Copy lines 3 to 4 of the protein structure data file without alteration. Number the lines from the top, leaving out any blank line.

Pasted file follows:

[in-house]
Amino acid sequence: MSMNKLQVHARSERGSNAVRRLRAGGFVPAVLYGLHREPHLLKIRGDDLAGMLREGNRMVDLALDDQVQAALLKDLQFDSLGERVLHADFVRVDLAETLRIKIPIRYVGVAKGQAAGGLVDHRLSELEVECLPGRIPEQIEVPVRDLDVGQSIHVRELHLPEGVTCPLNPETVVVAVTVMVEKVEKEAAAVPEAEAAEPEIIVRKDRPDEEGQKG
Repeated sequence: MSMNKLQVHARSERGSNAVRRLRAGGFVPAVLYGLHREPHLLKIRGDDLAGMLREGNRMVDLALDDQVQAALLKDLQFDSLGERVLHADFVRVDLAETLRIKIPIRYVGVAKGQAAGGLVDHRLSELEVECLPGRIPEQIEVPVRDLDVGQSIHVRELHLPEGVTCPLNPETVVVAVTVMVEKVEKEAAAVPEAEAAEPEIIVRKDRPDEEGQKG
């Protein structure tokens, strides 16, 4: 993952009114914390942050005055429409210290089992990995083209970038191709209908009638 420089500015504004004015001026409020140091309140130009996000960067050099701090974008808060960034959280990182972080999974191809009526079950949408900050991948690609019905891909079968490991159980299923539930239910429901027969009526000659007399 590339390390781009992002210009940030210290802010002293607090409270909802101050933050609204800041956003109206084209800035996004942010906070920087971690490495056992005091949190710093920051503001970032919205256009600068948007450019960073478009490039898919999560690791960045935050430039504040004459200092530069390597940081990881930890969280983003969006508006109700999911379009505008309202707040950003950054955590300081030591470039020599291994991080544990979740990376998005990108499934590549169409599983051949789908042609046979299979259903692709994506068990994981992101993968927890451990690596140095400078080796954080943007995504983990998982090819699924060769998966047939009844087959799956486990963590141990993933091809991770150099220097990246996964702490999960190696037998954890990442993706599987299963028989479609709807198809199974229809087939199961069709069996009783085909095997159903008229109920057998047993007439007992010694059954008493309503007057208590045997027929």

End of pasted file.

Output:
Repeated sequence: MSMNKLQVHARSERGSNAVRRLRAGGFVPAVLYGLHREPHLLKIRGDDLAGMLREGNRMVDLALDDQVQAALLKDLQFDSLGERVLHADFVRVDLAETLRIKIPIRYVGVAKGQAAGGLVDHRLSELEVECLPGRIPEQIEVPVRDLDVGQSIHVRELHLPEGVTCPLNPETVVVAVTVMVEKVEKEAAAVPEAEAAEPEIIVRKDRPDEEGQKG
């Protein structure tokens, strides 16, 4: 993952009114914390942050005055429409210290089992990995083209970038191709209908009638 420089500015504004004015001026409020140091309140130009996000960067050099701090974008808060960034959280990182972080999974191809009526079950949408900050991948690609019905891909079968490991159980299923539930239910429901027969009526000659007399 590339390390781009992002210009940030210290802010002293607090409270909802101050933050609204800041956003109206084209800035996004942010906070920087971690490495056992005091949190710093920051503001970032919205256009600068948007450019960073478009490039898919999560690791960045935050430039504040004459200092530069390597940081990881930890969280983003969006508006109700999911379009505008309202707040950003950054955590300081030591470039020599291994991080544990979740990376998005990108499934590549169409599983051949789908042609046979299979259903692709994506068990994981992101993968927890451990690596140095400078080796954080943007995504983990998982090819699924060769998966047939009844087959799956486990963590141990993933091809991770150099220097990246996964702490999960190696037998954890990442993706599987299963028989479609709807198809199974229809087939199961069709069996009783085909095997159903008229109920057998047993007439007992010694059954008493309503007057208590045997027929």